The 15-foot Burmese python found in Waukegan is not the first deadly constrictor snake captured in Illinois ("Giant Burmese python discovered near Waukegan Harbor," Sept. 18). In the last few years, pythons or boa constrictors have been found in DuPage County forest preserves, sunning themselves in a coffee shop parking lot, abandoned in Winnebago County and roaming loose in Chicago apartment buildings.
Constrictor snakes can attack suddenly and with deadly force, preying on experienced reptile handlers, unsuspecting people who encounter someone else's escaped or released constrictor snake, or children living in households where these snakes are kept, such as the Centralia infant who was killed by the family's 7-foot python in 1999. Taxpayers routinely foot the bill for costs related to escapes, attacks and confiscations as police and other emergency personnel must respond to incidents caused by irresponsible people who possess these dangerous predators.
Large constrictor snakes are too dangerous to be kept as pets and require specialized care. A nationwide prohibition on the import or interstate transport of giant constrictor snakes is urgently needed to protect public safety and animal welfare.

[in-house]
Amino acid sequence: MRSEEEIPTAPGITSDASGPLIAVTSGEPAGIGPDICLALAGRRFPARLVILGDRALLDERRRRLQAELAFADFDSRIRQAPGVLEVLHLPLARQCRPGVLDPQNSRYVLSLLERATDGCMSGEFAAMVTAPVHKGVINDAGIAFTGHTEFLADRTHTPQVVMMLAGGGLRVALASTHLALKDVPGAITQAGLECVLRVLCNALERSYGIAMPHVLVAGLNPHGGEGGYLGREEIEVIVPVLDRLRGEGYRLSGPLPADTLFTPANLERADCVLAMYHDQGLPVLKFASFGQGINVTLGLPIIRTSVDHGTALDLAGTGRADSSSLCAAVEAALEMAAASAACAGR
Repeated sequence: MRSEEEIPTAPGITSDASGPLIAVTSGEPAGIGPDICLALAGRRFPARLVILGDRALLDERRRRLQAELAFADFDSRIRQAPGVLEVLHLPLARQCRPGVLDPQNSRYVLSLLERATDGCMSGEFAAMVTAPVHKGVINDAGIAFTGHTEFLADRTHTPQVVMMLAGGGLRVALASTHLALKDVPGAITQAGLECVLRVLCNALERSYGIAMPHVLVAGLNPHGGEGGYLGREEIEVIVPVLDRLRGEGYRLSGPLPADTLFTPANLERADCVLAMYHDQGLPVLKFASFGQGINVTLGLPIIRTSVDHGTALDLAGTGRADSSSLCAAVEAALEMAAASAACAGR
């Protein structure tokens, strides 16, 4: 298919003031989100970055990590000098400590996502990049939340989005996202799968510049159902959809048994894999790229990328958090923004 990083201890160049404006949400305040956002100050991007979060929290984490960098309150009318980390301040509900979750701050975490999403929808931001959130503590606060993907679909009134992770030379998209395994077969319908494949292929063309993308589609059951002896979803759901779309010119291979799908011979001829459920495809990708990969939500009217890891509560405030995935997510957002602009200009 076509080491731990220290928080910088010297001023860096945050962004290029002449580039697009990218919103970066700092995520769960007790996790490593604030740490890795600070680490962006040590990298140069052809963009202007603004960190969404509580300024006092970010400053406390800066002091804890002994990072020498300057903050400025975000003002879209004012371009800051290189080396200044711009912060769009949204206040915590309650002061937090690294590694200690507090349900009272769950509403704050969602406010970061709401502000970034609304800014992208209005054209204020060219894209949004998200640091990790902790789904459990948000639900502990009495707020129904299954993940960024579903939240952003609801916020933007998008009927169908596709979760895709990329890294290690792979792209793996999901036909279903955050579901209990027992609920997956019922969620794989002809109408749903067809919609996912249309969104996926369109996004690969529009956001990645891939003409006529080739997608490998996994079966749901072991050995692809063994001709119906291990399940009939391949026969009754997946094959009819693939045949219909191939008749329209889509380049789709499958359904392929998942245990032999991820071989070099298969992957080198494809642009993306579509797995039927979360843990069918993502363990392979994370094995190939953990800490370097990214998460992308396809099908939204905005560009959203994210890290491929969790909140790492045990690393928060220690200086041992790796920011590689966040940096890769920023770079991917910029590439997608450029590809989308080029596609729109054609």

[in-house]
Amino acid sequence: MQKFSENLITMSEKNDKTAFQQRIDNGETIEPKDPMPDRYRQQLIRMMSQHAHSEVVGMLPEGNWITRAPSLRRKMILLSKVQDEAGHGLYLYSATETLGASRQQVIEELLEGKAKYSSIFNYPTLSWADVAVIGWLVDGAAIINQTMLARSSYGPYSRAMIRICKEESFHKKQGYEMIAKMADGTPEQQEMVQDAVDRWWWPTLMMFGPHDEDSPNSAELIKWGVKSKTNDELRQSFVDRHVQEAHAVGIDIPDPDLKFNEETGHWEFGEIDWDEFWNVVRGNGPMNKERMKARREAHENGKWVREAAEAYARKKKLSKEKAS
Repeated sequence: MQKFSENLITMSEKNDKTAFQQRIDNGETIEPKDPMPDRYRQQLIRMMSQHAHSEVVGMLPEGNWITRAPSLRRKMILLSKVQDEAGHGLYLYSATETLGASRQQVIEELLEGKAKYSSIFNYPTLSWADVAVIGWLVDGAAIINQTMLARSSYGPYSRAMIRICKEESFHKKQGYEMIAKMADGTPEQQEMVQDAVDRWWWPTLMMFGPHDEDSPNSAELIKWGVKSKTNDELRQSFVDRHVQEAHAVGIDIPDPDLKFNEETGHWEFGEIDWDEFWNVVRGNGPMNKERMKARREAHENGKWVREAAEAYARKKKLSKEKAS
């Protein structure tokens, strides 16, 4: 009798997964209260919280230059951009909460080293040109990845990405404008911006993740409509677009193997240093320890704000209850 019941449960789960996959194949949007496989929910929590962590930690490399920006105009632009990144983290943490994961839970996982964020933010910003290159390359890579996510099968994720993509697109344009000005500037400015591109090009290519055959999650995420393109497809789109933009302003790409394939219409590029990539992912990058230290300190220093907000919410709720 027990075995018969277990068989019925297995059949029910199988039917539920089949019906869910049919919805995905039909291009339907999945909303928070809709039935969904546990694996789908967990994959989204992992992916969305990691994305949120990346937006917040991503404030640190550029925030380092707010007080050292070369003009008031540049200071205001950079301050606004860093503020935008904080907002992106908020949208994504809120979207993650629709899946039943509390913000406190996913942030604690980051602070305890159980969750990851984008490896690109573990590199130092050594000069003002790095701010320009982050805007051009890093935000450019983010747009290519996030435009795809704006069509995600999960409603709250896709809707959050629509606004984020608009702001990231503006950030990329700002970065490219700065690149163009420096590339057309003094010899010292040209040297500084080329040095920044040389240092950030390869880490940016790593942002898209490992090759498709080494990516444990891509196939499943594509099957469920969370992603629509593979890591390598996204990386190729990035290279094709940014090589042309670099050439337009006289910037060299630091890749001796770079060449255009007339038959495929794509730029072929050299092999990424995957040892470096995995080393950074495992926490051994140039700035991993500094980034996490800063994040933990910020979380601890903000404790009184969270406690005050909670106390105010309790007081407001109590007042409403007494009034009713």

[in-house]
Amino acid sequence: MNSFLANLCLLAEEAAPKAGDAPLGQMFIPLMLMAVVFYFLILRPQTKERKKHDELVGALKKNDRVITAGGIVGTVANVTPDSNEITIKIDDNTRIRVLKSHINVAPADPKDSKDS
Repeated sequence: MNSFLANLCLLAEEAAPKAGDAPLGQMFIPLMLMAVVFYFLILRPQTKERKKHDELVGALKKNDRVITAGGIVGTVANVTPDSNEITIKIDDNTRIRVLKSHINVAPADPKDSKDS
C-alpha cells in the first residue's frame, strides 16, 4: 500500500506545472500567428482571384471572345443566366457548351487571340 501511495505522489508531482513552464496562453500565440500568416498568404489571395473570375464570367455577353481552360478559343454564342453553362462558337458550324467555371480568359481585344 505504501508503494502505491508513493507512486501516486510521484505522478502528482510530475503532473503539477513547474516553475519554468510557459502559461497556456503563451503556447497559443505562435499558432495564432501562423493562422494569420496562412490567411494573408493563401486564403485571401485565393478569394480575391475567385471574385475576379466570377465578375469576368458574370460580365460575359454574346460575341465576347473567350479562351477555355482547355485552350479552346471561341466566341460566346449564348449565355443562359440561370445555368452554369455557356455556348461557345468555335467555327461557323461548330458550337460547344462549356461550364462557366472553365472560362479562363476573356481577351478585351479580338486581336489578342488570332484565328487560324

In January 2012, Interior Secretary Ken Salazar announced a ban on four species of large constrictor snakes that pose a significant risk to the environment, including Burmese pythons. Unfortunately, by banning only some species, the trade will simply shift to other deadly constrictor snakes popular in the pet trade, such as boa constrictors and reticulated pythons. HR 511, introduced by Rep. Tom Rooney, R-Fla. would add all nine species of large constrictor snakes to the list of injurious species under the Lacey Act. This bill has already passed the House Judiciary Committee. Concerned citizens should contacted their congressional representatives and ask them to co-sponsor HR 511.
Illinois state director
The Humane Society of the United States